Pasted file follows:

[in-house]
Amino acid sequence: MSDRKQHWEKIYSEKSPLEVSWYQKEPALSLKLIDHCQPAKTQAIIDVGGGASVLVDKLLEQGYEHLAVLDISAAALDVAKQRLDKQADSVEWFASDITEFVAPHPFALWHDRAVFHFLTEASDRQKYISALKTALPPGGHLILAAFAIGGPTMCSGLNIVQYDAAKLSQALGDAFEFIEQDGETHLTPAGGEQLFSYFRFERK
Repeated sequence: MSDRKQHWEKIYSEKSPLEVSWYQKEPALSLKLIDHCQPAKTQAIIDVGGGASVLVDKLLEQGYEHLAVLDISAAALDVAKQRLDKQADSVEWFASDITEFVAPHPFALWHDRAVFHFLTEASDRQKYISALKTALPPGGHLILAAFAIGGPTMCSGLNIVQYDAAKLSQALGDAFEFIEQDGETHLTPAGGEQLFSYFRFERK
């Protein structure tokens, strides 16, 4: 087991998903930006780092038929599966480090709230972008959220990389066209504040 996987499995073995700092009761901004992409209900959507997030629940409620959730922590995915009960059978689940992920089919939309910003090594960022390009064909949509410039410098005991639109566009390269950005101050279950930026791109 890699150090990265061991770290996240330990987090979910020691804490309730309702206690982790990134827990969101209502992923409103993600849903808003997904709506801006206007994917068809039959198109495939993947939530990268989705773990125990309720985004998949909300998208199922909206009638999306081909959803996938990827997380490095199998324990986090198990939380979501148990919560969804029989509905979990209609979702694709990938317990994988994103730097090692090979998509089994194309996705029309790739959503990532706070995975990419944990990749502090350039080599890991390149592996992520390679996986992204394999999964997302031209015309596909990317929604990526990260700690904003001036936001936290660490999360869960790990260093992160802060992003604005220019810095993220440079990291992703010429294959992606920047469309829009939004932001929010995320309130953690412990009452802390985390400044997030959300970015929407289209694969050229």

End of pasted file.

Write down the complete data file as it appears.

[in-house]
Amino acid sequence: MSDRKQHWEKIYSEKSPLEVSWYQKEPALSLKLIDHCQPAKTQAIIDVGGGASVLVDKLLEQGYEHLAVLDISAAALDVAKQRLDKQADSVEWFASDITEFVAPHPFALWHDRAVFHFLTEASDRQKYISALKTALPPGGHLILAAFAIGGPTMCSGLNIVQYDAAKLSQALGDAFEFIEQDGETHLTPAGGEQLFSYFRFERK
Repeated sequence: MSDRKQHWEKIYSEKSPLEVSWYQKEPALSLKLIDHCQPAKTQAIIDVGGGASVLVDKLLEQGYEHLAVLDISAAALDVAKQRLDKQADSVEWFASDITEFVAPHPFALWHDRAVFHFLTEASDRQKYISALKTALPPGGHLILAAFAIGGPTMCSGLNIVQYDAAKLSQALGDAFEFIEQDGETHLTPAGGEQLFSYFRFERK
């Protein structure tokens, strides 16, 4: 087991998903930006780092038929599966480090709230972008959220990389066209504040 996987499995073995700092009761901004992409209900959507997030629940409620959730922590995915009960059978689940992920089919939309910003090594960022390009064909949509410039410098005991639109566009390269950005101050279950930026791109 890699150090990265061991770290996240330990987090979910020691804490309730309702206690982790990134827990969101209502992923409103993600849903808003997904709506801006206007994917068809039959198109495939993947939530990268989705773990125990309720985004998949909300998208199922909206009638999306081909959803996938990827997380490095199998324990986090198990939380979501148990919560969804029989509905979990209609979702694709990938317990994988994103730097090692090979998509089994194309996705029309790739959503990532706070995975990419944990990749502090350039080599890991390149592996992520390679996986992204394999999964997302031209015309596909990317929604990526990260700690904003001036936001936290660490999360869960790990260093992160802060992003604005220019810095993220440079990291992703010429294959992606920047469309829009939004932001929010995320309130953690412990009452802390985390400044997030959300970015929407289209694969050229």